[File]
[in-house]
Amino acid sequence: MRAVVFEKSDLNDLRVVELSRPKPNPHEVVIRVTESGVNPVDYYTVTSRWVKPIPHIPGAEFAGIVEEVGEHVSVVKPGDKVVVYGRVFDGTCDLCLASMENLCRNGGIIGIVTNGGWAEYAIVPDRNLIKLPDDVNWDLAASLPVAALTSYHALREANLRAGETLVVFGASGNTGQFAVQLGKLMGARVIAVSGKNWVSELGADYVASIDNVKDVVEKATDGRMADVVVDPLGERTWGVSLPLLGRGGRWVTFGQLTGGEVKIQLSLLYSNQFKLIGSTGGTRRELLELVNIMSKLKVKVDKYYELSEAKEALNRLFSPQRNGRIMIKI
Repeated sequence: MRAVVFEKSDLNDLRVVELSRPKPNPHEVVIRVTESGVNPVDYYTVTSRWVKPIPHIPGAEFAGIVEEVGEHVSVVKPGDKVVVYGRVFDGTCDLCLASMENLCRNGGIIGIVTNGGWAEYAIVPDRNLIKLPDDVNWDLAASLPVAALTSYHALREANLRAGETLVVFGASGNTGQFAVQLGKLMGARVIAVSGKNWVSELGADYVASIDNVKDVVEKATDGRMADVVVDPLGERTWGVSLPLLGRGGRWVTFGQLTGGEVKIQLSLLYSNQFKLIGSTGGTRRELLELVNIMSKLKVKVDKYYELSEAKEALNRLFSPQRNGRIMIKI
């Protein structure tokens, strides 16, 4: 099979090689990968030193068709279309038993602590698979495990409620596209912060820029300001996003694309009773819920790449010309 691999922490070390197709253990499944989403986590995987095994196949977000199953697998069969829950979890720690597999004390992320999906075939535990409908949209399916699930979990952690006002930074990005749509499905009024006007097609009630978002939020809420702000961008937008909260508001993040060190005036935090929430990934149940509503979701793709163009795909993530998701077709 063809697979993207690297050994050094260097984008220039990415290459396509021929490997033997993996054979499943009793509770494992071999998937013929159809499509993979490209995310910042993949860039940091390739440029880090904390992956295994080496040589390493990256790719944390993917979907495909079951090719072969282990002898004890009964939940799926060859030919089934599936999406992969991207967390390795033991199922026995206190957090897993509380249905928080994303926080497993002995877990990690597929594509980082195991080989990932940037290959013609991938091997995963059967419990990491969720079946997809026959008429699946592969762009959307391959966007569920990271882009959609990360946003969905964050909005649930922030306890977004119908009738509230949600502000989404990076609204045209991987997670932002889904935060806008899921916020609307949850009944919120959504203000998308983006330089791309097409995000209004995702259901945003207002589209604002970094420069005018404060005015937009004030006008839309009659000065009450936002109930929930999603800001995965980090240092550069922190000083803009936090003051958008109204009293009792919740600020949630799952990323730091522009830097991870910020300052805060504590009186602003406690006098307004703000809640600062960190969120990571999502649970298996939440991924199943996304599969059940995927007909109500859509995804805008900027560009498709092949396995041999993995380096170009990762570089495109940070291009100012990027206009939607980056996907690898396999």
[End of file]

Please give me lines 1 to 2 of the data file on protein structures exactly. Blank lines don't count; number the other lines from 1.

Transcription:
[in-house]
Amino acid sequence: MRAVVFEKSDLNDLRVVELSRPKPNPHEVVIRVTESGVNPVDYYTVTSRWVKPIPHIPGAEFAGIVEEVGEHVSVVKPGDKVVVYGRVFDGTCDLCLASMENLCRNGGIIGIVTNGGWAEYAIVPDRNLIKLPDDVNWDLAASLPVAALTSYHALREANLRAGETLVVFGASGNTGQFAVQLGKLMGARVIAVSGKNWVSELGADYVASIDNVKDVVEKATDGRMADVVVDPLGERTWGVSLPLLGRGGRWVTFGQLTGGEVKIQLSLLYSNQFKLIGSTGGTRRELLELVNIMSKLKVKVDKYYELSEAKEALNRLFSPQRNGRIMIKI